The machinations of F1 politics meant the decision not to punish Sebastien Vettel further for his clash with Lewis Hamilton was inevitable. Despite rumours suggesting FIA President Jean Todt wanted to make an example of the German there are plenty of reasons why there was a slim chance of that ever happening.
First up is the burgeoning partnership between the FIA and Liberty Media.
Commercial considerations are never far away when it comes to F1 decision-making. The relationship between the FIA and Liberty Media is in its infancy. With Bernie Ecclestone gone the ‘cosy’ relationship between the governing body and the commercial side of F1 is in flux. Both sides are sounding each other out as to how they can progress in a mutually beneficial way.
The FIA/Liberty Media honeymoon continues
Thus far it has been something of a honeymoon. The more creative, forward thinking Liberty have been trying new ideas. Cutting deals with classic circuits like like Hockenheim and Paul Ricard. Removing the draconian restrictions enforced by Bernie on social media coverage and broadcasts outside of strict TV deals. Promoters seem to be happier and Liberty is pressing on with fan engagement initiatives that Ecclestone had never the slightest bit of interest in.
Maintaining that honeymoon period cannot have been far from the minds of the FIA committee deciding Vettel’s fate. Why? Simply because the 2017 is offering up a legitimate Hamilton v Vettel battle. No more ‘which Mercedes will win each race?’ And that is a good for F1 and for the value of the sport’s commercial rights.
A cynical perspective
The ramifications of further punishment for Vettel would have been significant for Liberty Media.
Lewis Hamilton fans demanded Vettel was stripped of his Baku points, banned from the Austrian Grand Prix and left to walk a disciplinary tightrope for the rest of the season. Envisaging such a scenario would all but have decided the 2017 championship in Hamilton’s favour.
It might be a cynical perspective to take but this is F1 after all. Liberty surely want Vettel and Hamilton to be fighting tooth and nail until Abu Dhabi. Especially if there is a bit of needle between the two.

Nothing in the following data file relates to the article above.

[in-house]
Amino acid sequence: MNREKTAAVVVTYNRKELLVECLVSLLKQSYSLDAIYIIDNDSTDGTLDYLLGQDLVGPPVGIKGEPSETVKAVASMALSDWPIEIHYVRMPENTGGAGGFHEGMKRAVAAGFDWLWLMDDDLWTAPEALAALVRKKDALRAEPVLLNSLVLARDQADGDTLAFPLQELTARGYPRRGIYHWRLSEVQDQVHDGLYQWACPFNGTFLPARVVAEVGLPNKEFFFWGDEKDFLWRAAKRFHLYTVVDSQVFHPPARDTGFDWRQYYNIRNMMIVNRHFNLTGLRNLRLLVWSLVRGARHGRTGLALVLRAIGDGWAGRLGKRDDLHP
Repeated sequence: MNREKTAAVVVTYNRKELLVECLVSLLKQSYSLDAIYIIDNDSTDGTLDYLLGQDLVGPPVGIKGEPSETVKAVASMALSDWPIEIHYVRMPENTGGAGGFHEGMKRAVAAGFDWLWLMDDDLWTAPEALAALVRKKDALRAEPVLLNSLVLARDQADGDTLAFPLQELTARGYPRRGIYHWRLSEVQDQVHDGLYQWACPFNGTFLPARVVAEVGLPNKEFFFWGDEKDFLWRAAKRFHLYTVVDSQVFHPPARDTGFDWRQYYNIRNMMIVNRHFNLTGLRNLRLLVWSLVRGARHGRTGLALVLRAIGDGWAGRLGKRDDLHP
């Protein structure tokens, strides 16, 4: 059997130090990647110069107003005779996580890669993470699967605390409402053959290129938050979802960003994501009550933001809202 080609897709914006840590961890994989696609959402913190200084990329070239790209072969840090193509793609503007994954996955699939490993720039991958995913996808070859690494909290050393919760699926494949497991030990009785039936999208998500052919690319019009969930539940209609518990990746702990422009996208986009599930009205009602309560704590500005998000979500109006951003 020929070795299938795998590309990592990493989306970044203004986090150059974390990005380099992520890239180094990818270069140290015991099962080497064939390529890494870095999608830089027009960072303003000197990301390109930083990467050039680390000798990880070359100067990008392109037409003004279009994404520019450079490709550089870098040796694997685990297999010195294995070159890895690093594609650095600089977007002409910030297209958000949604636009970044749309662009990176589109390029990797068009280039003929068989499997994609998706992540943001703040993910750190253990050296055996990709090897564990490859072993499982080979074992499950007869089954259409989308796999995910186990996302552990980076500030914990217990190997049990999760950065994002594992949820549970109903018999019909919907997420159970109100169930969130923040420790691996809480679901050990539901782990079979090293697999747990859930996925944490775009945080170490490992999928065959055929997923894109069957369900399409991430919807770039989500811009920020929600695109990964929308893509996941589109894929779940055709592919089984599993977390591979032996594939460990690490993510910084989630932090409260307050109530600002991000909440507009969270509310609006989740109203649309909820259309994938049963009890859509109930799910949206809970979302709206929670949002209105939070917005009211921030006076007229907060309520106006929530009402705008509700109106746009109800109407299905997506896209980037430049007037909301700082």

At the outset of this new partnership, it is hard to believe the FIA would be happy to derail the big story of 2017 or even wreck it completely.
Perhaps of more significance – to the legitimacy and integrity of the sport certainly – was the need for the FIA to back their own stewards.
Paris is watching
Further penalties for Vettel post-Baku would have set a precedent for the rest of the season. The message to drivers and teams would have been clear: despite what the stewards may decide, Paris is watching. No sport wants to have to wait over a week for a final decision on a sporting result. And that’s is even more critical to F1.
American Ford dealer and drag racer Bob Tasca coined the phrase “win on Sunday, sell on Monday.” Pretty much every foray in to motor sport by a major auto manufacturers rests entirely or in part on that premise. F1 is no different. Additional scrutiny by ‘big brother’ post race – in this case the FIA – nullifies the entire principle.
Win on Sunday, sell on Monday
The motorsport – and mainstream – media had a field day after Baku. Filling digital and printed column inches with ‘will they or won’t they’ speculation. F1 was in the headlines long after the engine’s fell silent on Sunday evening. But to experience that every other race weekend? F1 would descend in to farce within weeks.
Additional sanctions against Vettel would have opened up a can of worms. Stewards’ decision would be being challenged race-to-race by drivers and teams. Undermining their authority during the race weekend could lead to them eventually shirking responsibility for the big, race-defining decisions. Before long races are being decided by a committee in Paris several days (or weeks) later.
These factors may or may not have contributed to the decisions. It could have had more to do with the relatively low speed of the collision, the difficulty in determining direct action (considering Vettel’s hand were off the steering wheel) or the conspiracy theorists favourite: the FIA bent over to maintain their ‘special’ relationship with Ferrari.
But when you look at it through cynical eyes, it is not difficult to see why allowing Vettel to ‘get away with’ his Baku road rage was inevitable.